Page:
I’ve always been aware of how certain words or phrases start showing up, and then they become hip and fashionable. They eventually become so mainstream that you hear them said on sitcoms, or by six year-olds, or by eighty-six year-olds, and then you realize that it’s no longer hip and fashionable to say them.
A few years ago, I started noticing this cute little exchange more and more frequently:
Person One: (Says something intended for humorous effect)
Person Two: “Ah, I see what you did there.”
I couldn’t figure out why this started to annoy me each time I heard it. It was more than mere over-usage. Maybe it was the smug subtext in which Person Two seems to be implying , “I acknowledge and understand your attempt at humor, but it’s not worthy of my responding with an actual laugh.”
Then I started thinking, “Hey, Person Two….what’s your damned problem? Is your face going to crack if you allow yourself to laugh?” If you’ve been guilty of this maneuver, I forgive you.
So now I’m going to take the plunge by attempting to say a few not-funny things about humor and laughter, despite E. B. White’s warning that “Analyzing humor is like dissecting a frog. Few people are interested and the frog dies of it.”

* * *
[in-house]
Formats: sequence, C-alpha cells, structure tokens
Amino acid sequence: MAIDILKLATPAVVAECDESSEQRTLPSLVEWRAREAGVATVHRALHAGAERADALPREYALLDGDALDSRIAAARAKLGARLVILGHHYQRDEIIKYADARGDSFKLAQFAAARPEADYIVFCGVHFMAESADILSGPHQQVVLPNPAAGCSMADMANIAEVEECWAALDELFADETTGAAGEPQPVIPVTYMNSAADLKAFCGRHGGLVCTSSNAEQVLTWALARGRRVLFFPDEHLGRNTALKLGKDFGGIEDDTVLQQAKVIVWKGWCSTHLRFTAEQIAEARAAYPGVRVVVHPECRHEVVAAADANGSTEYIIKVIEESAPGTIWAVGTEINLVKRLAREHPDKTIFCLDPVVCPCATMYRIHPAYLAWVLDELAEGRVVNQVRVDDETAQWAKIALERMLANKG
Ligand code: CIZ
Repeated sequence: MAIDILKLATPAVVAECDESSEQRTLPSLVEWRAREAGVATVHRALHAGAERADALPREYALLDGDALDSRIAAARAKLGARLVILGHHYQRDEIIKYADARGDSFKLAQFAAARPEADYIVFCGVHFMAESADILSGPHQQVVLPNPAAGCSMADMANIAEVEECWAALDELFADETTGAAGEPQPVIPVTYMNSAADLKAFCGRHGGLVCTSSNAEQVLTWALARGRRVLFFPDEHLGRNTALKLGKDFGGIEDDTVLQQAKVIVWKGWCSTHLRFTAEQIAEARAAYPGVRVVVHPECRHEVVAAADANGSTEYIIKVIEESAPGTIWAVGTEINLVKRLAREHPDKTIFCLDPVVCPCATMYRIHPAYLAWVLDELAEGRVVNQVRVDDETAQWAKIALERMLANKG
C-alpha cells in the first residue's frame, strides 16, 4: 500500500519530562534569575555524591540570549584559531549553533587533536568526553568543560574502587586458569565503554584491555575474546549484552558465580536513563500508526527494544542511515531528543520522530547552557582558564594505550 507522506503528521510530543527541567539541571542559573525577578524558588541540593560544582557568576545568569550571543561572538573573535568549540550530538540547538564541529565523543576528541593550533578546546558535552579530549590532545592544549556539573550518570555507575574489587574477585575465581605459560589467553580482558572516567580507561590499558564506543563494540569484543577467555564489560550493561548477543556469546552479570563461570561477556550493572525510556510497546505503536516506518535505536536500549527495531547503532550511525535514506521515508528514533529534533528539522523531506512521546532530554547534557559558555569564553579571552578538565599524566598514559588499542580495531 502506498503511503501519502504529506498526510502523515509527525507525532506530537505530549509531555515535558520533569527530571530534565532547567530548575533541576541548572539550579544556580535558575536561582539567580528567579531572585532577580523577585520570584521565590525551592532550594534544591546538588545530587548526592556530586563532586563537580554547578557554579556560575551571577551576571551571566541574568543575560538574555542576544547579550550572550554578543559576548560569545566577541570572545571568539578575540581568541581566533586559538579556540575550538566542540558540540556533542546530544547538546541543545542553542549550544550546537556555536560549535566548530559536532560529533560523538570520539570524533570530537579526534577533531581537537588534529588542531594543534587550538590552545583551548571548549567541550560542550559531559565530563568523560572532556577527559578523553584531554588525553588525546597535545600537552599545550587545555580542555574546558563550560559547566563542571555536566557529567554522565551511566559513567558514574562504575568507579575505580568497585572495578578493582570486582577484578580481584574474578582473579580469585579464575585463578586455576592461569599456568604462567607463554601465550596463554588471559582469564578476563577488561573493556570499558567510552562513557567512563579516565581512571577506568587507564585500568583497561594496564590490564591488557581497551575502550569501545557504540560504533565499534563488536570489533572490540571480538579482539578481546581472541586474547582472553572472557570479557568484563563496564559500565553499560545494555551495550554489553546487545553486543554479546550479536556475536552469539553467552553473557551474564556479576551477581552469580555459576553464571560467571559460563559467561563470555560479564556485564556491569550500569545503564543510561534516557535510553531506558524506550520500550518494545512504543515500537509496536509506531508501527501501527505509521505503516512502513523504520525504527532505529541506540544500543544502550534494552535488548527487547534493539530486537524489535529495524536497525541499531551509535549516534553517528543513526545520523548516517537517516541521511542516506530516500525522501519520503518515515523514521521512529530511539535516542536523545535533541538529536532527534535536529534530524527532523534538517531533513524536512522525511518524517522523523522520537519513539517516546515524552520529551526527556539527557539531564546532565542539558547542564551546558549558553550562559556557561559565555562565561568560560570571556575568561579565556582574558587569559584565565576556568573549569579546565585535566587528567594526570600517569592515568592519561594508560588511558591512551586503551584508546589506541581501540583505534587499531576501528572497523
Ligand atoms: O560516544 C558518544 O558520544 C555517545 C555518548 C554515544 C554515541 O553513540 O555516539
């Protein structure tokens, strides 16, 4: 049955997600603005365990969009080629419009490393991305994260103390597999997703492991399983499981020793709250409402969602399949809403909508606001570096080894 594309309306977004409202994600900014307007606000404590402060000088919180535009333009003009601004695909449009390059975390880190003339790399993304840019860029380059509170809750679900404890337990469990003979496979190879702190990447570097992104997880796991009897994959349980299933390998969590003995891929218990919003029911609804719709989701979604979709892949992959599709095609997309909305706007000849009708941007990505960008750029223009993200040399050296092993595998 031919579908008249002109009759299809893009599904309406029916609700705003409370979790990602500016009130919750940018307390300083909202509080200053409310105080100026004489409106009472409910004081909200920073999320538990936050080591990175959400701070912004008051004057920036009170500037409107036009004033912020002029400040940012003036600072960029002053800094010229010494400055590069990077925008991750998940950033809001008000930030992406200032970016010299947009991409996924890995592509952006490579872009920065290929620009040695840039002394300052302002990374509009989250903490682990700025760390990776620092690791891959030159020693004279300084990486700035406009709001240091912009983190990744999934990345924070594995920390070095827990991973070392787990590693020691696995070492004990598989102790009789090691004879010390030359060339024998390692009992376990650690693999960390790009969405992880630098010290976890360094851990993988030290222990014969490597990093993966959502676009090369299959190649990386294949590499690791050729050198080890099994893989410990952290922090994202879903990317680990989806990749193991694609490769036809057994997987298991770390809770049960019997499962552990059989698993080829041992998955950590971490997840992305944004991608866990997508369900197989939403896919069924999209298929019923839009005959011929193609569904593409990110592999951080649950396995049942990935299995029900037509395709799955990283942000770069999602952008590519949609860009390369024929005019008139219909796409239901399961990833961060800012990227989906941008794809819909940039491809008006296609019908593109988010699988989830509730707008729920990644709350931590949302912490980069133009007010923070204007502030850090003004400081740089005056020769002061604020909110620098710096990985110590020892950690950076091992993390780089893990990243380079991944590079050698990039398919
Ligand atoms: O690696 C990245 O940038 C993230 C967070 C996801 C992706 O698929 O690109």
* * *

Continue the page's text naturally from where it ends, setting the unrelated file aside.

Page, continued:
What I’m saying is this: Allow yourself to laugh. Try to make others laugh. Granted, the world is fraught with a huge stack of serious things, but the only chance we have of navigating it while retaining any trace of sanity is to be open to the humor in any situation. In a group, a shared laugh is an incredible bonding experience. And, in terms of self-preservation, I’m convinced that a good laugh can provide restorative and curative properties. As a matter of fact, Norman Cousins of The Saturday Review wrote an entire book about how he was rescued from Death’s Door mainly by watching things like Marx Brothers movies, convinced that the idea of a “Laughing Cure” has true merit.
There a lot of things that are important to me: family, career, etc. But, equally important is my mission to induce at least a few guffaws, chuckles or snorts out of the people that I encounter each day. That, to me, is a small but vital victory. It’s gratifying to have brought a ray of happiness into someone’s day. no matter how fleeting.
I find the sound of other people laughing to be therapeutic, too, even if I’m not directly involved in their exchange. For that reason, from time to time I listen to this recording of Mike Nichols and Elaine May cracking each other up in the recording studio:
You see, I find the sound of their laughter a wonderful thing to encounter, even if I wasn’t to think that its cause is all that funny (which I do).
So, for the good of our species, don’t pass up a chance to make someone laugh. You’ll both feel better. And, just as important, never resist rewarding yourself with a chortle when someone has made the effort to provoke it. Trust me, this is a good thing.